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Church leadership post for an openly gay Mormon
Mitch Mayne, who is openly gay, hopes his newly assumed Mormon leadership position will increase understanding.
September 24th, 2011
10:00 PM ET

Church leadership post for an openly gay Mormon

By Jessica Ravitz, CNN

(CNN) - Early on in life, Mitch Mayne knew exactly who he was.

He would race home from school to watch reruns of “Star Trek” and swoon over his crush, Captain Kirk. At 8, after his parents converted, he was baptized into The Church of Jesus Christ of Latter-day Saints, a faith he embraced. Even after he drifted away from the LDS Church following his parents’ divorce, he came back to Mormonism on his own in his mid-20s.

It is where he feels spiritually at home, irrespective of the fact that, for the past 10 years, he’s been openly gay.

“I’m a man that lives in two worlds that a lot of people don’t think intersect,” Mayne said. “Both sides of myself exist in me. It’s part of my DNA, part of my makeup.”

Actively Mormon and openly gay: It's the sort of combo that might leave people wondering. After all, the LDS Church teaches that homosexuality, specifically if same-sex attractions are acted upon, is a sin. And the church has actively backed measures to ban same-sex marriages.

Now, Mayne finds himself in the spotlight as he embarks on a journey he says “belongs to all of us.” In mid-August he was selected, or called (as Mormons say) by local church officials to serve in an LDS Church leadership position in San Francisco.

Mayne’s appointment may have generated attention, but he’s not the first gay Mormon to assume a leadership role in the church.

In Seattle, Washington, and Oakland, California, gay men have reportedly served in LDS Church leadership roles, Peggy Fletcher Stack wrote in her piece about Mayne in The Salt Lake Tribune. What makes Mayne unique, Stack said, is that he "may be the first local LDS leader to announce his orientation over the pulpit.”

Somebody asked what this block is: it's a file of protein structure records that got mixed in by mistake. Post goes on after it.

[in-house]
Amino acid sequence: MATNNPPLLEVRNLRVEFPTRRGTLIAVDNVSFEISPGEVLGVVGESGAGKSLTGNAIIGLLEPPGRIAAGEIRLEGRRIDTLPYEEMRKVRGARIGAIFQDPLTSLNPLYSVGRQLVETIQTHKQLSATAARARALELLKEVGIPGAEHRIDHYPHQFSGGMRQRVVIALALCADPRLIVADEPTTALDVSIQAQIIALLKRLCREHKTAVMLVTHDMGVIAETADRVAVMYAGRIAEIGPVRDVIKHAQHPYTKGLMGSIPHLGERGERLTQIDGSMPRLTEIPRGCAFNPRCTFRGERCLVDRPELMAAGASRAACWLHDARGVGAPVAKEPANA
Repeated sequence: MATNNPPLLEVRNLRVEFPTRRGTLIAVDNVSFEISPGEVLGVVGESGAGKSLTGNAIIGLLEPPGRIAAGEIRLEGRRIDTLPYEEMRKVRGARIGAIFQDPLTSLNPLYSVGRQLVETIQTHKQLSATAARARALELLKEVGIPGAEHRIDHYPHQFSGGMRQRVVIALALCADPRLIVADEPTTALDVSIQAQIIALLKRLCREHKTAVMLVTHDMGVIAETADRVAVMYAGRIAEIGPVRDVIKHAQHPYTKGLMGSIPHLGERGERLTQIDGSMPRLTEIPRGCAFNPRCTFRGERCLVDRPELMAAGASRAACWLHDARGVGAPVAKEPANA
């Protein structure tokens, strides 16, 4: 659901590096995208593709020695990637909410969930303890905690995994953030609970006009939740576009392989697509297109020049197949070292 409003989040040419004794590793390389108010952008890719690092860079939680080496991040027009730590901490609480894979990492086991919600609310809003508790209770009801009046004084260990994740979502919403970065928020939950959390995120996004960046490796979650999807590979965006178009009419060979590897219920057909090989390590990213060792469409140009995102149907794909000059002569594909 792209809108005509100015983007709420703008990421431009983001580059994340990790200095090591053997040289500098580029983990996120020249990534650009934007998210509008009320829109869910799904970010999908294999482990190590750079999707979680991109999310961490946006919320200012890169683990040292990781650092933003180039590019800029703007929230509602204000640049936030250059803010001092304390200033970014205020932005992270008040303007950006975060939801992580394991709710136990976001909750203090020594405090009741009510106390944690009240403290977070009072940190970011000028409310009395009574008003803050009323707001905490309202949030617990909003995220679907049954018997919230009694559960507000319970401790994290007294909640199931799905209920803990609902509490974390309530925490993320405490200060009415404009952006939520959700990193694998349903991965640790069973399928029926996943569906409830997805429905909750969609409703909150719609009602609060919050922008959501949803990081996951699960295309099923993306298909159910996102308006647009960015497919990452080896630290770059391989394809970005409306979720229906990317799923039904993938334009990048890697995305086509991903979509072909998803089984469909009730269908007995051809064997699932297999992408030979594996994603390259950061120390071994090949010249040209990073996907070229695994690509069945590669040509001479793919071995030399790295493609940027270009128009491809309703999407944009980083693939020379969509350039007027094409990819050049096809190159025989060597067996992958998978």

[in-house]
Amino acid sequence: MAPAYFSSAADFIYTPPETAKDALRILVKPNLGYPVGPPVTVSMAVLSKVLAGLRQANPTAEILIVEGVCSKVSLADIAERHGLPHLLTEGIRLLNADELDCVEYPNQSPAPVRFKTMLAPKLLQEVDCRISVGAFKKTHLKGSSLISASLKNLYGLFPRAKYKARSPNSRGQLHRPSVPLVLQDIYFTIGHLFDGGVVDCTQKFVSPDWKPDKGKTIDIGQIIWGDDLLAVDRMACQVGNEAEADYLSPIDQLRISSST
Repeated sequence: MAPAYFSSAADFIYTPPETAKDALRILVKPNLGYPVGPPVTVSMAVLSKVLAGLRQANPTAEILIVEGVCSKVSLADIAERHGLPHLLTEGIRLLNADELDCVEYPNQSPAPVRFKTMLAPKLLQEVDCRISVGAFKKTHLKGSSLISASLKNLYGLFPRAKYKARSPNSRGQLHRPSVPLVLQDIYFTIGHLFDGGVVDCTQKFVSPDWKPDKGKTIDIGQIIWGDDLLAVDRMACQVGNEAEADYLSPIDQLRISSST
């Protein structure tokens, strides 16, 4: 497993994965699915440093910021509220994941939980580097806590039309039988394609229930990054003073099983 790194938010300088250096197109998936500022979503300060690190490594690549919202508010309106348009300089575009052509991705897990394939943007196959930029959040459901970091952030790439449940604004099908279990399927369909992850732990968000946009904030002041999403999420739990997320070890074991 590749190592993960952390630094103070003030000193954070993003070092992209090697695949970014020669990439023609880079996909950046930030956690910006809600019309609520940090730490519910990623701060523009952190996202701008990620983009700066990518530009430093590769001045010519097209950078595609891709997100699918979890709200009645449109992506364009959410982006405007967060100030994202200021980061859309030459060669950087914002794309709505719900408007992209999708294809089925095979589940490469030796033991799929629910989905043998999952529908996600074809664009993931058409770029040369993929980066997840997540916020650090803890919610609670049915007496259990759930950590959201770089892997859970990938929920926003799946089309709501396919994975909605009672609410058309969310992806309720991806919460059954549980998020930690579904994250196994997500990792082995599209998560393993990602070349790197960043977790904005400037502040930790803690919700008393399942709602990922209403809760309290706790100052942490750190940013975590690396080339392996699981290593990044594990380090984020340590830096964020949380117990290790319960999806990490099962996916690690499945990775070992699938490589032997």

Late last month, from the pulpit, Mayne revealed - to anyone who didn't already know - who he is:

"I am a gay Latter-day Saint.

"I don't want pity. To pity me is to make me a victim. I want understanding. To understand me is to love me as an equal.

"I don't want tolerance. If I am tolerated, I am disliked in some way. I want respect as a fellow striving child of God - an equal in his eyes.

"I don't want acceptance. To accept me is to graciously grant me the favor of your company. To accept me is to marginalize me with the assumption that I am less than you. I am your peer. I am neither above you nor below you."

Mayne shared these words during a farewell address to the Oakland ward he long attended, amid an announcement that he would be leaving because he had been named the executive secretary to the bishop of the Bay Ward. It is a role in which he'll offer administrative help but also take part in shaping congregational work.

“While that’s not a big accomplishment in and of itself,” Mayne said, “it is a remarkable accomplishment for the simple fact that maybe for the first time, a man was called to a priesthood leadership position not in spite of the fact that he is gay, but partly because he is gay.”

For those unfamiliar with LDS Church vernacular, a ward is essentially a congregation or, to use Catholic terminology, a parish. Various wards fall under the auspices of a stake, the rough equivalent of a diocese. In this case, the Bay Ward is one of three wards that make up the San Francisco Stake.

The LDS Church, which entrusts local leaders to determine local callings, does not pay clergy, nor does it send would-be bishops to seminary. So Mayne, like the bishop who called him to serve, is a volunteer who works for the church on top of his full-time corporate communications job.